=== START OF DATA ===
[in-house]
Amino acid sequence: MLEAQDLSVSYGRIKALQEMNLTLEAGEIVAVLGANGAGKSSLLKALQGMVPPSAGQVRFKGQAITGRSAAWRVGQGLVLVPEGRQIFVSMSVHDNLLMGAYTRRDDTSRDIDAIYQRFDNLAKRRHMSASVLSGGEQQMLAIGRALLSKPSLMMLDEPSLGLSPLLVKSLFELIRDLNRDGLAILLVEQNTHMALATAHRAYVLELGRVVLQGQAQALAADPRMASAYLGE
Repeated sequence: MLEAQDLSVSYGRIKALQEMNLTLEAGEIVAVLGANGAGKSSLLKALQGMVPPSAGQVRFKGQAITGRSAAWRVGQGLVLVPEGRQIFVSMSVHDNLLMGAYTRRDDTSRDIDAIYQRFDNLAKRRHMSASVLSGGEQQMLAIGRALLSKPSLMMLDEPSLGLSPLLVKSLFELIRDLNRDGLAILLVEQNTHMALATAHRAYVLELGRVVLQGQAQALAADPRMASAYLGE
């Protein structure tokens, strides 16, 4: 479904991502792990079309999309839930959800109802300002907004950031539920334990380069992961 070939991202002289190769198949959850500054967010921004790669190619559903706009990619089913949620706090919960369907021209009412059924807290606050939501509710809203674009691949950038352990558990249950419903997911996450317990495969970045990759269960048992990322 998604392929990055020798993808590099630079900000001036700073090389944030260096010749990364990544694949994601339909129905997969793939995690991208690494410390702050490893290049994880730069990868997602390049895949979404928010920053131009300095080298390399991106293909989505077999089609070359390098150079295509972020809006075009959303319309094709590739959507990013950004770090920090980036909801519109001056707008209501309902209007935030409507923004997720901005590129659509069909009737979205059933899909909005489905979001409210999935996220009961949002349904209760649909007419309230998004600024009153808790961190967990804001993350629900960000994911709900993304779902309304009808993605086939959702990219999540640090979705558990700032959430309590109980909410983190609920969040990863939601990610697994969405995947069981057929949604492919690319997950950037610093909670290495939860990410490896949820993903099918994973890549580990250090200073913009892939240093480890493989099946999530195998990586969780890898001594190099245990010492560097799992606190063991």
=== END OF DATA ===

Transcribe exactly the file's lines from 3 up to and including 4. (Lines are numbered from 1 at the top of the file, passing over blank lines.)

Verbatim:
Repeated sequence: MLEAQDLSVSYGRIKALQEMNLTLEAGEIVAVLGANGAGKSSLLKALQGMVPPSAGQVRFKGQAITGRSAAWRVGQGLVLVPEGRQIFVSMSVHDNLLMGAYTRRDDTSRDIDAIYQRFDNLAKRRHMSASVLSGGEQQMLAIGRALLSKPSLMMLDEPSLGLSPLLVKSLFELIRDLNRDGLAILLVEQNTHMALATAHRAYVLELGRVVLQGQAQALAADPRMASAYLGE
């Protein structure tokens, strides 16, 4: 479904991502792990079309999309839930959800109802300002907004950031539920334990380069992961 070939991202002289190769198949959850500054967010921004790669190619559903706009990619089913949620706090919960369907021209009412059924807290606050939501509710809203674009691949950038352990558990249950419903997911996450317990495969970045990759269960048992990322 998604392929990055020798993808590099630079900000001036700073090389944030260096010749990364990544694949994601339909129905997969793939995690991208690494410390702050490893290049994880730069990868997602390049895949979404928010920053131009300095080298390399991106293909989505077999089609070359390098150079295509972020809006075009959303319309094709590739959507990013950004770090920090980036909801519109001056707008209501309902209007935030409507923004997720901005590129659509069909009737979205059933899909909005489905979001409210999935996220009961949002349904209760649909007419309230998004600024009153808790961190967990804001993350629900960000994911709900993304779902309304009808993605086939959702990219999540640090979705558990700032959430309590109980909410983190609920969040990863939601990610697994969405995947069981057929949604492919690319997950950037610093909670290495939860990410490896949820993903099918994973890549580990250090200073913009892939240093480890493989099946999530195998990586969780890898001594190099245990010492560097799992606190063991």